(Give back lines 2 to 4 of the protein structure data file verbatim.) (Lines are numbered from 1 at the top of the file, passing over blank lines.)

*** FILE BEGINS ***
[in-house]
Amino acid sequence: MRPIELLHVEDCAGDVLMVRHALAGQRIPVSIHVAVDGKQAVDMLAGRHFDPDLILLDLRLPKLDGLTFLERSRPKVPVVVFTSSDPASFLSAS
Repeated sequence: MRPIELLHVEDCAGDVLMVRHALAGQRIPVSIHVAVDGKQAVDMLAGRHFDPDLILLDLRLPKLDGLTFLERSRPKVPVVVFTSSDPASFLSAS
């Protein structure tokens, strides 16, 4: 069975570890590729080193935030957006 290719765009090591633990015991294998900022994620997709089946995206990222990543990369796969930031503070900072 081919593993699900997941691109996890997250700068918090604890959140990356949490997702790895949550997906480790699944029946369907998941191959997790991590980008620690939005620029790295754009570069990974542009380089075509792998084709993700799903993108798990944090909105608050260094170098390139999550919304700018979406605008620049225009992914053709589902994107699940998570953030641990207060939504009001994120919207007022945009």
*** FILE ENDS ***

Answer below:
Amino acid sequence: MRPIELLHVEDCAGDVLMVRHALAGQRIPVSIHVAVDGKQAVDMLAGRHFDPDLILLDLRLPKLDGLTFLERSRPKVPVVVFTSSDPASFLSAS
Repeated sequence: MRPIELLHVEDCAGDVLMVRHALAGQRIPVSIHVAVDGKQAVDMLAGRHFDPDLILLDLRLPKLDGLTFLERSRPKVPVVVFTSSDPASFLSAS
């Protein structure tokens, strides 16, 4: 069975570890590729080193935030957006 290719765009090591633990015991294998900022994620997709089946995206990222990543990369796969930031503070900072 081919593993699900997941691109996890997250700068918090604890959140990356949490997702790895949550997906480790699944029946369907998941191959997790991590980008620690939005620029790295754009570069990974542009380089075509792998084709993700799903993108798990944090909105608050260094170098390139999550919304700018979406605008620049225009992914053709589902994107699940998570953030641990207060939504009001994120919207007022945009």